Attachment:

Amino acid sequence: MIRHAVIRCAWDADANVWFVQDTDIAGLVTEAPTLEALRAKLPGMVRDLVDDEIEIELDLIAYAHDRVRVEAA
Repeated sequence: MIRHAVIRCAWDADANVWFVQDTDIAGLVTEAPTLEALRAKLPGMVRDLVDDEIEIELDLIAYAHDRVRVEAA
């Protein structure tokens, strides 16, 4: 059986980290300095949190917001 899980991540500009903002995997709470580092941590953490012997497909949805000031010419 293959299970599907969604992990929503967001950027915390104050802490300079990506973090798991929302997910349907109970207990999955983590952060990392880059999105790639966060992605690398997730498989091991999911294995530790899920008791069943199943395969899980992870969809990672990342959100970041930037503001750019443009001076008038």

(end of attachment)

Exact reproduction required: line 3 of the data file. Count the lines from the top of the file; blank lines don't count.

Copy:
């Protein structure tokens, strides 16, 4: 059986980290300095949190917001 899980991540500009903002995997709470580092941590953490012997497909949805000031010419 293959299970599907969604992990929503967001950027915390104050802490300079990506973090798991929302997910349907109970207990999955983590952060990392880059999105790639966060992605690398997730498989091991999911294995530790899920008791069943199943395969899980992870969809990672990342959100970041930037503001750019443009001076008038």